John McGowan, Jr., partner, BakerHostetler

Other states currently use the ABC test for determining unemployment compensation. Depending on how California’s state assembly votes on two current bills, said Zender, it may yet apply to workers’ compensation. If Assembly Bill 5, introduced by a democrat, is codified by the democratic-leaning state, “it will apply to worker classification, and therefore workers’ compensation.”

So far, Zender said, no federal standard exists to define who is an employee and who is an independent contractor, although the National Labor Review Board determined last year in Velox that employers violate federal labor law when they misclassify employees as independent contractors. That case involved a former driver’s unfair labor practice claim against a medical courier service. Twelve state attorneys general joined an amicus brief supporting the decision.

So Who Is an Employee?

Identifying who is an employee and who is an independent contractor is easy at the extremes, as when the employer exercises direct supervision and exerts a lot of control over the worker’s hours and processes, but “it gets complicated when you dabble in the middle,” said McGowan.

Read More: The Definition of ‘Employee’ Was Changed by the New Economy; Here’s How That Impacts Insurance

For example, said Zender, take Isha, a software engineer hired as a full-time independent contractor to perform a specific task at a software company — her only employer. If she’s performing software work on its phone network software or some part of the company that is not core to its operation, then maybe she is an independent contractor under the ABC test, said Zender.

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But if she’s a server maintenance engineer for WeMaintainServers.com, then she’s an employee under the B part of the ABC test.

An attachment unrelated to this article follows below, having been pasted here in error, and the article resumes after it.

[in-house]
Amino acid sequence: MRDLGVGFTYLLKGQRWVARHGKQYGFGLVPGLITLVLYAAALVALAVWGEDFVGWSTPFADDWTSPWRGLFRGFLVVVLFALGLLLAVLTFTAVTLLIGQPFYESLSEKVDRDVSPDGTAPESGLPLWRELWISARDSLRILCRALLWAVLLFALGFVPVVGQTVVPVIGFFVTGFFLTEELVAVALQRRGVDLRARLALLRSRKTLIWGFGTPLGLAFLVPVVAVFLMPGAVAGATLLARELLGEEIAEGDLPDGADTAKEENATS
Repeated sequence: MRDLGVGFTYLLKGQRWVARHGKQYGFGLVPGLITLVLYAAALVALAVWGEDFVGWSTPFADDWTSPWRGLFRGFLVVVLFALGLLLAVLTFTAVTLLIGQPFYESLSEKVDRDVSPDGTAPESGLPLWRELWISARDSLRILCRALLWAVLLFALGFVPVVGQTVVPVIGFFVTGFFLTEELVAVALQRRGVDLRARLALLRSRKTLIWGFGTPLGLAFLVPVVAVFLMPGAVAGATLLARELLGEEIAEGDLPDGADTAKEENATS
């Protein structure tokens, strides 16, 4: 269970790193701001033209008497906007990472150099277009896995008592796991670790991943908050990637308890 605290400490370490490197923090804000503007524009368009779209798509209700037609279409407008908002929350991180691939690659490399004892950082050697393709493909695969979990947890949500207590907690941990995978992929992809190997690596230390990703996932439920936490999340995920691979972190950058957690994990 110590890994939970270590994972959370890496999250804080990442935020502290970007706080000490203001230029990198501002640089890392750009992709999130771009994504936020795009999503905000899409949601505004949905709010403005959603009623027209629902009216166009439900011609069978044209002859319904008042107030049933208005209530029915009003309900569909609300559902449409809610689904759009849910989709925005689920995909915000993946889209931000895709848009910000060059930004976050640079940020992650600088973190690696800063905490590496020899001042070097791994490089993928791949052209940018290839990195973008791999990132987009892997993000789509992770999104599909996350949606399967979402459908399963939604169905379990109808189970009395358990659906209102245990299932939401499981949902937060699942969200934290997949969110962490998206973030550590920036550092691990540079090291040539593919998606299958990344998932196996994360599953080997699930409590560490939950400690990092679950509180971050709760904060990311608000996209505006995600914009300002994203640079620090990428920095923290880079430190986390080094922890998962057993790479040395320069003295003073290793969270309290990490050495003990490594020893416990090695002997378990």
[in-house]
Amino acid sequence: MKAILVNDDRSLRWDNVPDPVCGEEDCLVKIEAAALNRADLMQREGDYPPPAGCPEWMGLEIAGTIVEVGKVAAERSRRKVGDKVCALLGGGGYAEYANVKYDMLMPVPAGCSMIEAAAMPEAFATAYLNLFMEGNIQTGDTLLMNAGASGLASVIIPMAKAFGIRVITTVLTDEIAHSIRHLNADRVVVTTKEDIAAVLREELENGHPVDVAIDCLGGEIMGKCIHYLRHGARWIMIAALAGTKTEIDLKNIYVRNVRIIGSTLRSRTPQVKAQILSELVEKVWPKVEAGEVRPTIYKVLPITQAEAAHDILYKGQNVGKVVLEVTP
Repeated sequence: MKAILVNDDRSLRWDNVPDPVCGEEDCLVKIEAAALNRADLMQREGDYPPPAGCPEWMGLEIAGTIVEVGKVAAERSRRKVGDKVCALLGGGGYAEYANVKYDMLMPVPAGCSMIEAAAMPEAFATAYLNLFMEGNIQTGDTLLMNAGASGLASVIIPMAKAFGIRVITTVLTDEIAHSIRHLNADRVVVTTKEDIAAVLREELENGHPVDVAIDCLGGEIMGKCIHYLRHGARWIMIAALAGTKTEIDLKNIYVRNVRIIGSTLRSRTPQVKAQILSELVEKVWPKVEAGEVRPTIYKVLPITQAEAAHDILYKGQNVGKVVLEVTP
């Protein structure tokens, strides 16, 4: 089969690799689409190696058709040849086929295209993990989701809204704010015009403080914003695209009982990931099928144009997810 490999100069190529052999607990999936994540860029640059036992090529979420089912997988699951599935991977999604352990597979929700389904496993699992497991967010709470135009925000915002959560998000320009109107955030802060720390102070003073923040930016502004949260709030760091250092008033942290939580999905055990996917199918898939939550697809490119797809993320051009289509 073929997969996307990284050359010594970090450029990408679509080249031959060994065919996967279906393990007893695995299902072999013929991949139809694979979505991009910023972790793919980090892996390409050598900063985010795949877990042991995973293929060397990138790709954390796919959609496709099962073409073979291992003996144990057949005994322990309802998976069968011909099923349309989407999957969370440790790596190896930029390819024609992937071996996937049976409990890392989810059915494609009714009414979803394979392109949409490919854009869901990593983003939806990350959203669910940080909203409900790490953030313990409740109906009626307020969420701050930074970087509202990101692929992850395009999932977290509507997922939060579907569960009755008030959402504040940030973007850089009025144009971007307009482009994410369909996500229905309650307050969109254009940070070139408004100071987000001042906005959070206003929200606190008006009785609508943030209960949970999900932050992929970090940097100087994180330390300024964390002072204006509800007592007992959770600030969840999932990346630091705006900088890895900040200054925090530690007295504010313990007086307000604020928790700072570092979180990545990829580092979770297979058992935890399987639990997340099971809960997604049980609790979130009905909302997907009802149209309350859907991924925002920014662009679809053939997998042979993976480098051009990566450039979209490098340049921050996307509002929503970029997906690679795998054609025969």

And consider Doug, a rideshare driver who picks up commuters from the airport every weekday morning and spends his afternoons running his own mobile phone repair business, his primary source of income.

The nature of the company that sends him rides determines if he’s an employee. The fact that his primary income derives from his mobile phone repair business isn’t a factor, said Zender. “If it’s Airport Shuttles R Us, he’s probably an employee.”

But if it’s Uber, which has successfully argued so far that its core business is technology and not transportation, then no, he’s not an employee under the B part of the test, said Zender.

“You particularly want to understand your client’s workforce as society moves more into the gig economy,” said Pierce, “The generation of people in their twenties like flexibility. These are interesting times.” &

Susannah Levine writes about health care, education and technology. She can be reached at [email protected]

Risk Matrix: Presented by Liberty Mutual Insurance

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The R&I Editorial Team can be reached at [email protected]